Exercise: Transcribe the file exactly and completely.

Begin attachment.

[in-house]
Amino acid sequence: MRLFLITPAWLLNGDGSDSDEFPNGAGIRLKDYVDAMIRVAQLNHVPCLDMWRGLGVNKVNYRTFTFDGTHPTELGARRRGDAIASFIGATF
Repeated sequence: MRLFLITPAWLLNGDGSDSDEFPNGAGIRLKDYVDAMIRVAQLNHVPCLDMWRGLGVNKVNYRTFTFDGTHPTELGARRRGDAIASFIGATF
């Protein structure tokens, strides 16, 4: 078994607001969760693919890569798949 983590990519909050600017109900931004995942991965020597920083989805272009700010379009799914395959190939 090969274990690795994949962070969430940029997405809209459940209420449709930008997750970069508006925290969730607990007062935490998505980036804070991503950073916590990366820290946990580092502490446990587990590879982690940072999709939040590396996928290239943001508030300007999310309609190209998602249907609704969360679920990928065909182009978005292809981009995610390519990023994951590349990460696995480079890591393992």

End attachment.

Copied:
[in-house]
Amino acid sequence: MRLFLITPAWLLNGDGSDSDEFPNGAGIRLKDYVDAMIRVAQLNHVPCLDMWRGLGVNKVNYRTFTFDGTHPTELGARRRGDAIASFIGATF
Repeated sequence: MRLFLITPAWLLNGDGSDSDEFPNGAGIRLKDYVDAMIRVAQLNHVPCLDMWRGLGVNKVNYRTFTFDGTHPTELGARRRGDAIASFIGATF
């Protein structure tokens, strides 16, 4: 078994607001969760693919890569798949 983590990519909050600017109900931004995942991965020597920083989805272009700010379009799914395959190939 090969274990690795994949962070969430940029997405809209459940209420449709930008997750970069508006925290969730607990007062935490998505980036804070991503950073916590990366820290946990580092502490446990587990590879982690940072999709939040590396996928290239943001508030300007999310309609190209998602249907609704969360679920990928065909182009978005292809981009995610390519990023994951590349990460696995480079890591393992």